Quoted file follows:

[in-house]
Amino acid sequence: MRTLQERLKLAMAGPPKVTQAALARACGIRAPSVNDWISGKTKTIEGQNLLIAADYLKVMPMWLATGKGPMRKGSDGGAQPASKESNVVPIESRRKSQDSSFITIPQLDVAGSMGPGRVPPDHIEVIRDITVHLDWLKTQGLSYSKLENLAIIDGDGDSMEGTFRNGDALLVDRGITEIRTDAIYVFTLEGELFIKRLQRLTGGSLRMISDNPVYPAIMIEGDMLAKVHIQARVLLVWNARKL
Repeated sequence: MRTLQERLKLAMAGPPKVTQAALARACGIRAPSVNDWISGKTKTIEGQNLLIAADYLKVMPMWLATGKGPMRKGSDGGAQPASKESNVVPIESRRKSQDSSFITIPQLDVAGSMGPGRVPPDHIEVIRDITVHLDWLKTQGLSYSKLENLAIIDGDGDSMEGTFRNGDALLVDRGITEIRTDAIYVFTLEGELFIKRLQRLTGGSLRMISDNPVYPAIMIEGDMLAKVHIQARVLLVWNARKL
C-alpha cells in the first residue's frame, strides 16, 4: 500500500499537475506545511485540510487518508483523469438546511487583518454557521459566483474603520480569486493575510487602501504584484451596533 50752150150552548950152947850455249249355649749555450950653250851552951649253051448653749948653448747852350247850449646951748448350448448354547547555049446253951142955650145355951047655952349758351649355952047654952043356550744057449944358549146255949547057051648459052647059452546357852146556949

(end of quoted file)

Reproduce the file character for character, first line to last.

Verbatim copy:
[in-house]
Amino acid sequence: MRTLQERLKLAMAGPPKVTQAALARACGIRAPSVNDWISGKTKTIEGQNLLIAADYLKVMPMWLATGKGPMRKGSDGGAQPASKESNVVPIESRRKSQDSSFITIPQLDVAGSMGPGRVPPDHIEVIRDITVHLDWLKTQGLSYSKLENLAIIDGDGDSMEGTFRNGDALLVDRGITEIRTDAIYVFTLEGELFIKRLQRLTGGSLRMISDNPVYPAIMIEGDMLAKVHIQARVLLVWNARKL
Repeated sequence: MRTLQERLKLAMAGPPKVTQAALARACGIRAPSVNDWISGKTKTIEGQNLLIAADYLKVMPMWLATGKGPMRKGSDGGAQPASKESNVVPIESRRKSQDSSFITIPQLDVAGSMGPGRVPPDHIEVIRDITVHLDWLKTQGLSYSKLENLAIIDGDGDSMEGTFRNGDALLVDRGITEIRTDAIYVFTLEGELFIKRLQRLTGGSLRMISDNPVYPAIMIEGDMLAKVHIQARVLLVWNARKL
C-alpha cells in the first residue's frame, strides 16, 4: 500500500499537475506545511485540510487518508483523469438546511487583518454557521459566483474603520480569486493575510487602501504584484451596533 50752150150552548950152947850455249249355649749555450950653250851552951649253051448653749948653448747852350247850449646951748448350448448354547547555049446253951142955650145355951047655952349758351649355952047654952043356550744057449944358549146255949547057051648459052647059452546357852146556949